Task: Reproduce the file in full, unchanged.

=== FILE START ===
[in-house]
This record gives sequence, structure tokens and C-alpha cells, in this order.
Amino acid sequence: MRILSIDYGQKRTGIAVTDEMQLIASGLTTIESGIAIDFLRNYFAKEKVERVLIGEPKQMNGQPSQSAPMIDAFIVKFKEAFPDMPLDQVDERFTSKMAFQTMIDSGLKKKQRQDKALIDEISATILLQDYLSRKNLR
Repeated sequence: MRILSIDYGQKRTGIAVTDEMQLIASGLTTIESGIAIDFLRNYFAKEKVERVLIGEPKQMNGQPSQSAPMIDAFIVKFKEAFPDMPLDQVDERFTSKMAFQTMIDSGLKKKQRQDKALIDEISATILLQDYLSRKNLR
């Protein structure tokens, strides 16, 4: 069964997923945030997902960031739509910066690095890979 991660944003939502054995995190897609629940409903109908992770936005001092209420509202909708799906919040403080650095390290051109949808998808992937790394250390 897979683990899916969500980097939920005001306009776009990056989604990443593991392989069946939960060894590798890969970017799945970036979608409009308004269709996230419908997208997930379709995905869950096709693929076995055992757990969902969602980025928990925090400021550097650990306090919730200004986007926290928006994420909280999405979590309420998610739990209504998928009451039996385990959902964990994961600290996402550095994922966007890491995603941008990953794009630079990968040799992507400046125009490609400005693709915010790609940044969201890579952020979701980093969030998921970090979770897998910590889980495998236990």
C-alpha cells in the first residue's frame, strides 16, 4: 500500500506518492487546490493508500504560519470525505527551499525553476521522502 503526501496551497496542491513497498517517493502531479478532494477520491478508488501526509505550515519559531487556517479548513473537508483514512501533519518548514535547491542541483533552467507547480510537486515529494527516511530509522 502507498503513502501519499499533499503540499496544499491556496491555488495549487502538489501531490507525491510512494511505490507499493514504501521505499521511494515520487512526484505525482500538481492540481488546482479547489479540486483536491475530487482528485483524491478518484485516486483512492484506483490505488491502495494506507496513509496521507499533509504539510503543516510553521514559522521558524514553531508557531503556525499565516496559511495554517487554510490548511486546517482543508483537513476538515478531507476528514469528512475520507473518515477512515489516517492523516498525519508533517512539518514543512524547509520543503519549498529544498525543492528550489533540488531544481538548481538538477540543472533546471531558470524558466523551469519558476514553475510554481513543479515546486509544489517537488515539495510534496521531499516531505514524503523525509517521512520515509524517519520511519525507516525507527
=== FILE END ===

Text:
[in-house]
This record gives sequence, structure tokens and C-alpha cells, in this order.
Amino acid sequence: MRILSIDYGQKRTGIAVTDEMQLIASGLTTIESGIAIDFLRNYFAKEKVERVLIGEPKQMNGQPSQSAPMIDAFIVKFKEAFPDMPLDQVDERFTSKMAFQTMIDSGLKKKQRQDKALIDEISATILLQDYLSRKNLR
Repeated sequence: MRILSIDYGQKRTGIAVTDEMQLIASGLTTIESGIAIDFLRNYFAKEKVERVLIGEPKQMNGQPSQSAPMIDAFIVKFKEAFPDMPLDQVDERFTSKMAFQTMIDSGLKKKQRQDKALIDEISATILLQDYLSRKNLR
């Protein structure tokens, strides 16, 4: 069964997923945030997902960031739509910066690095890979 991660944003939502054995995190897609629940409903109908992770936005001092209420509202909708799906919040403080650095390290051109949808998808992937790394250390 897979683990899916969500980097939920005001306009776009990056989604990443593991392989069946939960060894590798890969970017799945970036979608409009308004269709996230419908997208997930379709995905869950096709693929076995055992757990969902969602980025928990925090400021550097650990306090919730200004986007926290928006994420909280999405979590309420998610739990209504998928009451039996385990959902964990994961600290996402550095994922966007890491995603941008990953794009630079990968040799992507400046125009490609400005693709915010790609940044969201890579952020979701980093969030998921970090979770897998910590889980495998236990």
C-alpha cells in the first residue's frame, strides 16, 4: 500500500506518492487546490493508500504560519470525505527551499525553476521522502 503526501496551497496542491513497498517517493502531479478532494477520491478508488501526509505550515519559531487556517479548513473537508483514512501533519518548514535547491542541483533552467507547480510537486515529494527516511530509522 502507498503513502501519499499533499503540499496544499491556496491555488495549487502538489501531490507525491510512494511505490507499493514504501521505499521511494515520487512526484505525482500538481492540481488546482479547489479540486483536491475530487482528485483524491478518484485516486483512492484506483490505488491502495494506507496513509496521507499533509504539510503543516510553521514559522521558524514553531508557531503556525499565516496559511495554517487554510490548511486546517482543508483537513476538515478531507476528514469528512475520507473518515477512515489516517492523516498525519508533517512539518514543512524547509520543503519549498529544498525543492528550489533540488531544481538548481538538477540543472533546471531558470524558466523551469519558476514553475510554481513543479515546486509544489517537488515539495510534496521531499516531505514524503523525509517521512520515509524517519520511519525507516525507527